Military Attempts to Clean Up After Housing Scandal

U.S. military branches have sent high-level commanders to visit nearly 300,000 housing units in the aftermath of a devastating Reuters report that detailed serious health and safety hazards at military housing facilities across the country.
Earlier this year, we summarized the report in this blog post detailing how conditions at military housing facilities deteriorated — mold, lead paint, asbestos, ceiling collapses and other harmful conditions — as the government auctioned off ownership of the facilities to a series of private housing companies that received 50-year management contracts from the military.
Today, we’re following up with coverage of recent news about how the military is handling the fallout.

“It’s an embarrassment where we are.”

Those are the words Acting Defense Secretary Patrick Shanahan used when testifying before Congress earlier this year, during hearings on the housing issue. Now a new Reuters report, published mid-April, details how the military has begun a large-scale mission to remediate long-neglected housing facilities at bases around the country and make them something to be proud of. That article is the basis of this blog post.

A flurry of oversight activity

Reuters offers some encouraging signs in the new report. It quotes West Point garrison commander Colonel Harry Marson as saying, “In my 23 years in the Army, I’ve never seen them tackle a problem so head on,” referring to the Army’s serious response to the report.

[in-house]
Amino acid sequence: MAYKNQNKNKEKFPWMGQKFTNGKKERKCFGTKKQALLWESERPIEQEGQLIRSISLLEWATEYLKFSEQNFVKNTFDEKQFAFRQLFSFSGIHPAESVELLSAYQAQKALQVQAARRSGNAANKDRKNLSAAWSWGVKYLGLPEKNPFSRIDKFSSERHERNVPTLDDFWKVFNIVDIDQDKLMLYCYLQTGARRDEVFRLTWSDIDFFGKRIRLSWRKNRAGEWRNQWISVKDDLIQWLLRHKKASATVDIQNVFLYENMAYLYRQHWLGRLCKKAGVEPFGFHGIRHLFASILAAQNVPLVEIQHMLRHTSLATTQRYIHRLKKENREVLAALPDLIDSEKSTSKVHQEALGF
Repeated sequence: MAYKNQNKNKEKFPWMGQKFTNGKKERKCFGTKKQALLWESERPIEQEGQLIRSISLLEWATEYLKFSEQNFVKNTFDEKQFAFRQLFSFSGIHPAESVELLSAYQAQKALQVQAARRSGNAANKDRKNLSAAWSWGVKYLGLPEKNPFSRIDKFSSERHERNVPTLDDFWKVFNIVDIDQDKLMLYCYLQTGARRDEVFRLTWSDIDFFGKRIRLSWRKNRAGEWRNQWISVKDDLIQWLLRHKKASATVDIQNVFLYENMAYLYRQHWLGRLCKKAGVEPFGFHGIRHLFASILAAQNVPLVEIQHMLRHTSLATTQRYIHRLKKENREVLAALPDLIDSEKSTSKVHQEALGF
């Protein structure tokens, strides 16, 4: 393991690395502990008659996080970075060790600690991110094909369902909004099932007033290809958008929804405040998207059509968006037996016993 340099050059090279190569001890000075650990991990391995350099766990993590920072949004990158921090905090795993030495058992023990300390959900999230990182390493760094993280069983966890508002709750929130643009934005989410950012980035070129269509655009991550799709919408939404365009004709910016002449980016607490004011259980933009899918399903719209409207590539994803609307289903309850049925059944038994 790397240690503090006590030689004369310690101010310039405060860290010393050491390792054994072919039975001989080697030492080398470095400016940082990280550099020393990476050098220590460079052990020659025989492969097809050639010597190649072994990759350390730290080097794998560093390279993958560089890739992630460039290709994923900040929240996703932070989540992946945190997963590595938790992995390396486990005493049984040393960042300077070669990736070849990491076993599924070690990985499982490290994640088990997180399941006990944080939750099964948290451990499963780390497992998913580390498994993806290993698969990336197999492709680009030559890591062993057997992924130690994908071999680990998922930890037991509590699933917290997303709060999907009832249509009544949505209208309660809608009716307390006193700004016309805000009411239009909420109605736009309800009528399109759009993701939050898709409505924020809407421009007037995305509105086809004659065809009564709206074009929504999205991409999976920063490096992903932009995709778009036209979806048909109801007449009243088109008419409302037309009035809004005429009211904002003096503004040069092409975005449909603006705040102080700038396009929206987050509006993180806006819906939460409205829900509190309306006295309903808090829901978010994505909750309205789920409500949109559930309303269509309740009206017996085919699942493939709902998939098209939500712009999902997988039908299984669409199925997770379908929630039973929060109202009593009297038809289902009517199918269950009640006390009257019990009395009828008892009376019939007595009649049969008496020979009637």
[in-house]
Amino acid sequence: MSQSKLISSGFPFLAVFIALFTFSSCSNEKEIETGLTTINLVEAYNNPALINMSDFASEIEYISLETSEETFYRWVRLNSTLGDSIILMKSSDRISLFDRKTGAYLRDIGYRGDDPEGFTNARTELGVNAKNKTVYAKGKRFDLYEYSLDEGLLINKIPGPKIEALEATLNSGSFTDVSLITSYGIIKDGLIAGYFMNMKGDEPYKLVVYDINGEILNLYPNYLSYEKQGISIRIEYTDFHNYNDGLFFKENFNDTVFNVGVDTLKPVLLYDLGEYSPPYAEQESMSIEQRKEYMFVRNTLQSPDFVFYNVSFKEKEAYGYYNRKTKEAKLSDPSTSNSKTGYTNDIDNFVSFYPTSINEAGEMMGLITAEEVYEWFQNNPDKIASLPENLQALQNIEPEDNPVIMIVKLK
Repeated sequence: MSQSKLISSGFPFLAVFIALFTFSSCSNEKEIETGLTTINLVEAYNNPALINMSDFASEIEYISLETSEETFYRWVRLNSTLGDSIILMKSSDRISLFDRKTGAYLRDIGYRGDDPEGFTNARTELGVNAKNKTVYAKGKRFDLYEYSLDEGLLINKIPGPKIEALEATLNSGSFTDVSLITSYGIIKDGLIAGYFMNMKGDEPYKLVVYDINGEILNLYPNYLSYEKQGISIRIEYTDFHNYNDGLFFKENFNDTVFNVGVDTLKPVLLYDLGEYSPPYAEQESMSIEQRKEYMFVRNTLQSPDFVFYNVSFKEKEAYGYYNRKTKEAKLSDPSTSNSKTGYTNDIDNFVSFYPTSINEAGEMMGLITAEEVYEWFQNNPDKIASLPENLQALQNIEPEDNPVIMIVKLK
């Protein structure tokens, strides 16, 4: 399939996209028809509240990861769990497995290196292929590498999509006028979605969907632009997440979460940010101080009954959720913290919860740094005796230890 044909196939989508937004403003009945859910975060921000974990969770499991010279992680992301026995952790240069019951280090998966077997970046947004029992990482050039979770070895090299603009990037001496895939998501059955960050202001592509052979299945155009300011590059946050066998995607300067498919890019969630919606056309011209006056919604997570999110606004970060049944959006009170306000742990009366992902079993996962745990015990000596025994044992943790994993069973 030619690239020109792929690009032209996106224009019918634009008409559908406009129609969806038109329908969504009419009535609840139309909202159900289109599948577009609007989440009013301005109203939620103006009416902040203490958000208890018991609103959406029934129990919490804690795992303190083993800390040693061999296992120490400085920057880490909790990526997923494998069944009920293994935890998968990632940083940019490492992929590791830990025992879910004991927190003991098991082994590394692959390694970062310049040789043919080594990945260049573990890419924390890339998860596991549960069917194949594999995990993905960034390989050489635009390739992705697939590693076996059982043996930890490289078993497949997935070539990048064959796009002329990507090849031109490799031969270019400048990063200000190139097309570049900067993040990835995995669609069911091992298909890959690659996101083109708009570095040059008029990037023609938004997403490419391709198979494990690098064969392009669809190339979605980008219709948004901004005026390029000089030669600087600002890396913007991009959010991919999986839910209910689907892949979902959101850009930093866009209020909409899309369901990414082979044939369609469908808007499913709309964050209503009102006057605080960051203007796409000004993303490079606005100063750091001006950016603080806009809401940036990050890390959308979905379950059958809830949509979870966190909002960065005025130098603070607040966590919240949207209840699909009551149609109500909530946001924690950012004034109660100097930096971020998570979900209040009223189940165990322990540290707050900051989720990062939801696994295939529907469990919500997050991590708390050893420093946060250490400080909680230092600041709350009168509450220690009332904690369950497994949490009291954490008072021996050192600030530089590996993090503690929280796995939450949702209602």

At an April 4 hearing, Department of Defense officials said they had received notice that more than 10,000 homes needed repairs or upgrades, which has led to thousands of work orders. Hundreds of military families have been moved out of base homes.
Hiring has also begun. At the April 4 hearing, the Army said it had hired 119 new housing staff and expects hundreds more to be hired by the military’s private housing partners. Meanwhile the Air Force has asked for funding to hire 250 housing staff at a cost of $31 million.
Cost is expected to be a major talking point as efforts to clean up move forward. The Pentagon estimates that just a single housing inspection program for the Army could cost around $386 million. As of now, the military expects its private partners to pay for a large portion of the costs.

Children poisoned with lead had nowhere to turn

Reuters tells the stories of military families who felt they were ignored by the private contractors when they complained that their children were suffering from lead poisoning and mold-related illnesses caused by poor housing conditions. Other families had to throw away tens of thousands of dollars in furniture and personal property because it was infested with mold.
The military’s private partners have 50-year contracts for housing that covers 700,000 tenants and generates $4 billion in rent payments per year. With that much money involved, military families try to remain hopeful have trouble believing the private housing contractors will actually fix anything long-term.
“We have all this attention on the problem right now,” said Sarah Kline, a military wife whose home had serious mold problems. “I’m just worried we’ll be having discussion again in 10 years.”

Legal help for military families

If you are a member of the military and you or your family members developed illnesses while living at a Texas military base, you may be entitled to compensation. The lawyers at the Dallas law firm of Ted B. Lyon & Associates are available to talk about your situation. Contact us anytime for a free initial consultation.